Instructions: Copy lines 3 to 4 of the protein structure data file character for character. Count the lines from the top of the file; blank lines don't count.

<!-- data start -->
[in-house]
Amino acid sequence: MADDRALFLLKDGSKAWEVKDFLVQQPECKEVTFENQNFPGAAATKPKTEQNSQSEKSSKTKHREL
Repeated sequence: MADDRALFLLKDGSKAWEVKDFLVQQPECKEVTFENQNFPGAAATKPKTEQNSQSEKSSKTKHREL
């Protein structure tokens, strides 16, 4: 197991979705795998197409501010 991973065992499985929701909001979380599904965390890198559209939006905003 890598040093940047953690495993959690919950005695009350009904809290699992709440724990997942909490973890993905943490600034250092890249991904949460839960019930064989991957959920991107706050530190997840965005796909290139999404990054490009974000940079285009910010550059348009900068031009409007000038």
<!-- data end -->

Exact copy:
Repeated sequence: MADDRALFLLKDGSKAWEVKDFLVQQPECKEVTFENQNFPGAAATKPKTEQNSQSEKSSKTKHREL
């Protein structure tokens, strides 16, 4: 197991979705795998197409501010 991973065992499985929701909001979380599904965390890198559209939006905003 890598040093940047953690495993959690919950005695009350009904809290699992709440724990997942909490973890993905943490600034250092890249991904949460839960019930064989991957959920991107706050530190997840965005796909290139999404990054490009974000940079285009910010550059348009900068031009409007000038």